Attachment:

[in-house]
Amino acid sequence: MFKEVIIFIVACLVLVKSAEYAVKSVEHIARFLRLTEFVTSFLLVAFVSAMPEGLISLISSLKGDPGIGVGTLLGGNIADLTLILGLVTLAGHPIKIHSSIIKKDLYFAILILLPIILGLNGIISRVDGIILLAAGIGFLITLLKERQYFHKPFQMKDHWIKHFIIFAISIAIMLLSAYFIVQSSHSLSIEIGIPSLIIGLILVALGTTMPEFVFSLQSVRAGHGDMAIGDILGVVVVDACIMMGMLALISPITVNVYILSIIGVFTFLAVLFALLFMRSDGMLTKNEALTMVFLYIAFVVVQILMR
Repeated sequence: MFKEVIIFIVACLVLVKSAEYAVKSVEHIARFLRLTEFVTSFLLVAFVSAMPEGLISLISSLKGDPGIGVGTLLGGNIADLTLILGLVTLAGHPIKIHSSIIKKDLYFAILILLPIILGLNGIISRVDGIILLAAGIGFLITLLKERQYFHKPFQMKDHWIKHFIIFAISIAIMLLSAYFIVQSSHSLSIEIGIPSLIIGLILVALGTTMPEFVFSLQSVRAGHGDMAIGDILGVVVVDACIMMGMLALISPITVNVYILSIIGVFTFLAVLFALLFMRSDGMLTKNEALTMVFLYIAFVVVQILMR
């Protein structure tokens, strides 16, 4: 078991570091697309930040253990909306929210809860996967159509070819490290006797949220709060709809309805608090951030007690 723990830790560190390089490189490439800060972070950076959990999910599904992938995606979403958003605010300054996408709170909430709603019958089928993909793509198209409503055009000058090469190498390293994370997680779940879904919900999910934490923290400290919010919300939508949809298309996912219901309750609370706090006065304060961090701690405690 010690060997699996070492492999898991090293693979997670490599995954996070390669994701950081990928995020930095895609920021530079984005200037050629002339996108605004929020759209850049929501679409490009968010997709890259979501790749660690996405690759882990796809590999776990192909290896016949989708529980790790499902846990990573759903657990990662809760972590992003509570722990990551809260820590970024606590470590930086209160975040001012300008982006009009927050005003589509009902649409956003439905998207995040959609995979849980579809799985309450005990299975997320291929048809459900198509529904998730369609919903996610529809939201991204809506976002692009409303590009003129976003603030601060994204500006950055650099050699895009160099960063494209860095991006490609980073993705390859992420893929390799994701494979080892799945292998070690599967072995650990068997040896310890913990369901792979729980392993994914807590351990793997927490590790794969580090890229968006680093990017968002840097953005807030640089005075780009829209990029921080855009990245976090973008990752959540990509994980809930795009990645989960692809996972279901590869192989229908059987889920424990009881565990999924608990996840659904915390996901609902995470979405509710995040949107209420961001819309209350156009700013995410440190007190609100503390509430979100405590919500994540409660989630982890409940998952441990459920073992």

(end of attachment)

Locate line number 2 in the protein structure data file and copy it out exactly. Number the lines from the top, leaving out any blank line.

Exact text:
Amino acid sequence: MFKEVIIFIVACLVLVKSAEYAVKSVEHIARFLRLTEFVTSFLLVAFVSAMPEGLISLISSLKGDPGIGVGTLLGGNIADLTLILGLVTLAGHPIKIHSSIIKKDLYFAILILLPIILGLNGIISRVDGIILLAAGIGFLITLLKERQYFHKPFQMKDHWIKHFIIFAISIAIMLLSAYFIVQSSHSLSIEIGIPSLIIGLILVALGTTMPEFVFSLQSVRAGHGDMAIGDILGVVVVDACIMMGMLALISPITVNVYILSIIGVFTFLAVLFALLFMRSDGMLTKNEALTMVFLYIAFVVVQILMR